The UK has a strategic nightmare: it has a strong comparative advantage in the world’s most irresponsible industry. So now, in the wake of the biggest financial crisis since the 1930s, the UK must ask itself a painful question: how should the country manage the cuckoo sitting in its nest?
The question is inescapable. London is one of the world’s two most important centres of global finance. Its regulators have, as a result, an influence on the world economy out of proportion to the country’s size. In the years leading up to the crisis, that influence was surely malign: the “light touch” approach led the way in a regulatory race to the bottom.
The fiscal costs of this crisis will be comparable to those of a big war. Thursday’s threatened downgrade by Standard & Poor’s is a reminder of those costs. Loss of jobs and incomes will also scar the lives of hundreds of millions of people around the world.
All this occurred, in part, because institutions replete with highly qualified and highly rewarded people were unable or unwilling to manage risk responsibly. The UK, as a country, the City of London and the broader financial industry bear much responsibility for this calamity. This is a time for self-examination.
A recent report on the future of UK international financial services, produced by a group co-chaired by Sir Win Bischoff, former chairman of Citigroup, and Alistair Darling, chancellor of the exchequer, fails to provide such self-examination. This is partly because the committee consisted of the industry’s “great and good”. It is far more because Mr Darling had already decided that “financial services are critical to the UK’s future”. Thus, the report’s remit was “to examine the competitiveness of financial services globally and to develop a framework on which to base policy and initiatives to keep UK financial services competitive”.
If you ask the wrong question, you will get the wrong answer. The right question is, instead, this: what framework is needed to ensure that the operation of the financial sector is compatible with the long-run health of the UK and world economies?
Quite simply, the sector imposes massive negative externalities (or costs) on bystanders. Thus, the recommendation “that the financial sector be allowed to recalibrate its activities according to the sentiments and demands of the market” is wrong. A market works well if, and only if, decision-makers confront the consequences of their decisions. This is not – and probably cannot be – the case in finance: certainly, people now sit on fortunes earned in activities that have led to unprecedented rescues and the worst recession since the 1930s. Given this, the industry has become too big. If implicit and explicit guarantees and externalities, including volatility, were fully charged, the sector would surely shrink.
So how should one manage a sector that produces such “bads”? The answer is: in the same way as any polluting activity. One taxes it. At this point, the authors of the report will surely ask: “How can you suggest taxing a sector so vital to the UK economy?” The answer is: easily. Financial services generate only 8 per cent of gross domestic product. They are more important for taxation and the balance of payments. But this tax revenue turns out to be perilously volatile. True, in 2007, the last year before the crisis, the UK ran a trade surplus of £37bn in financial services, partially offsetting an £89bn deficit in goods. But smaller net earnings from financial services would have generated a lower real exchange rate and more earnings elsewhere. Given the costs imposed by the financial sector, a more diversified economy would have been healthier. Such sacrilegious ideas are, of course, not to be found in the Bischoff report.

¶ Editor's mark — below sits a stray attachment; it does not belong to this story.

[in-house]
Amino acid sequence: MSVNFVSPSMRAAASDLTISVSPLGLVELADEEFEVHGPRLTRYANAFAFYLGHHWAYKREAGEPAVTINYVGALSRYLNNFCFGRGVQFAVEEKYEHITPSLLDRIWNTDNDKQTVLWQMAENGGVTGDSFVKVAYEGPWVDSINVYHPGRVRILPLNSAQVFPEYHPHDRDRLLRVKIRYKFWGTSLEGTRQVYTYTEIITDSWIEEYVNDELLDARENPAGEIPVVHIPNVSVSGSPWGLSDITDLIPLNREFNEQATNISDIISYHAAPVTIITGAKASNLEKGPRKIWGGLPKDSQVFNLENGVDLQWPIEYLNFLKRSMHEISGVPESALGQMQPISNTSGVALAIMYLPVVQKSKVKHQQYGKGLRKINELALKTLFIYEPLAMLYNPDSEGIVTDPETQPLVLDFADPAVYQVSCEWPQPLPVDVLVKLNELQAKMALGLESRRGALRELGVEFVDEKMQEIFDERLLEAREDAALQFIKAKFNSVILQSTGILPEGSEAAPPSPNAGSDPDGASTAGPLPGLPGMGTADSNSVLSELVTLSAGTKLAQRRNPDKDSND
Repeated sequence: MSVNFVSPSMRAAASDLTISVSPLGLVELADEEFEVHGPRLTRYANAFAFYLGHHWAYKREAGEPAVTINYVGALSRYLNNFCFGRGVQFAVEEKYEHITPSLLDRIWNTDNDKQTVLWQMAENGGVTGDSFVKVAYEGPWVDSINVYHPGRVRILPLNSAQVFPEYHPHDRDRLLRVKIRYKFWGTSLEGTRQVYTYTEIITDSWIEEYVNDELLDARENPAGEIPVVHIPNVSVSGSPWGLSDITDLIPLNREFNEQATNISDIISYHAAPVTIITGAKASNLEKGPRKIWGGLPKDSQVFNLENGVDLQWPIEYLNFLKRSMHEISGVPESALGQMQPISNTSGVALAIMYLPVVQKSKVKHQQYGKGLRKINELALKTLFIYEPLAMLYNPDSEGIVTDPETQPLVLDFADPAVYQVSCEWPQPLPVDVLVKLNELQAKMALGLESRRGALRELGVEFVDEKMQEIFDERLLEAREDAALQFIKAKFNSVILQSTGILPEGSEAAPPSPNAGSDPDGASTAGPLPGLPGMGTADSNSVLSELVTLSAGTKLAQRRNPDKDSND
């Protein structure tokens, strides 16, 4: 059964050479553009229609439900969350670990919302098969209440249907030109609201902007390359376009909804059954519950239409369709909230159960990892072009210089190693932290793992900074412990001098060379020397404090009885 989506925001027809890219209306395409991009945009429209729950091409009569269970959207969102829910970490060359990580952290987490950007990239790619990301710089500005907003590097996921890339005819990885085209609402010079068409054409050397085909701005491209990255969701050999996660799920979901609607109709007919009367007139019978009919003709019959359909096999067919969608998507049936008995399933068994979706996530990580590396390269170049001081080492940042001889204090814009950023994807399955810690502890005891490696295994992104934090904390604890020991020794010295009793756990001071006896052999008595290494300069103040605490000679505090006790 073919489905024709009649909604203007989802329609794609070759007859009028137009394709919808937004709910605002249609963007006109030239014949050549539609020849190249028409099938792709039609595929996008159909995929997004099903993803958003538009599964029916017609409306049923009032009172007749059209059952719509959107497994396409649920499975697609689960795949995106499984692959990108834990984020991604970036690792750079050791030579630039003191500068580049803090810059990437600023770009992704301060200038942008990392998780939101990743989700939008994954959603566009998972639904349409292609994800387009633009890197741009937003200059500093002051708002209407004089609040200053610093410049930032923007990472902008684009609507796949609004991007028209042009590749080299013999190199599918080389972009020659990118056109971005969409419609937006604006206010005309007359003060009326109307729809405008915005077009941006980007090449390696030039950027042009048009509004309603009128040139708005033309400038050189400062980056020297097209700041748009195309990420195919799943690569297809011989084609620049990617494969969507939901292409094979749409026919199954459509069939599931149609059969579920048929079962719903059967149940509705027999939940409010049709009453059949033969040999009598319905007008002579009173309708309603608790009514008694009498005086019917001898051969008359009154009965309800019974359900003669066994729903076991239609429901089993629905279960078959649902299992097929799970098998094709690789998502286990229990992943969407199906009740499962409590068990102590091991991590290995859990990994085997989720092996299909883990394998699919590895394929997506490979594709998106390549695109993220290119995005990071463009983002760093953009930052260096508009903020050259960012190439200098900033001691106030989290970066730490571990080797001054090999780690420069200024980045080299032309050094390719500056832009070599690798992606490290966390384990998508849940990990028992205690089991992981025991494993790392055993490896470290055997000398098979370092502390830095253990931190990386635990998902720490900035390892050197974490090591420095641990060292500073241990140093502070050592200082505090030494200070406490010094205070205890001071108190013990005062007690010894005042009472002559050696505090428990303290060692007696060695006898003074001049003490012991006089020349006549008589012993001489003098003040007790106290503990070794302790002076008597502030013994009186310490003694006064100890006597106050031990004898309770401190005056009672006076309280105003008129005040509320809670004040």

How then should the UK approach policy towards the sector? I would suggest the following guiding ideas.
First, the UK needs to make global regulation work. It should discourage regulatory arbitrage even if it expects to gain in the short run.
Second, it must, in particular, help ensure that owners and managers of financial institutions internalise most of the costs of their actions.
Third, it must reject egregious special pleading from the industry. The sector argues that moving derivatives trading on to exchangesmight damage innovation. So what? Maximising innovation is a crazy objective. As in pharmaceuticals, a trade-off exists between innovation and safety. If institutions threaten to take trading activities offshore, banking licences should be revoked.
Fourth, while trying to create a stable and favourable environment for business activities, the UK should try to diversify the economy away from finance, not reinforce its overly strong comparative advantage within it.
Fifth, UK authorities need to ensure that the risks run by institutions they guarantee fall within the financial and regulatory capacity of the British state. They should not let the country be exposed to the risks created by inadequately supported and under-regulated foreign institutions. At the very least, they should not undermine other governments’ efforts to regulate their own institutions.
The “old normal” was simply unsustainable. The “new normal” must be very different. It is far from clear that the industry and government recognise this grim truth.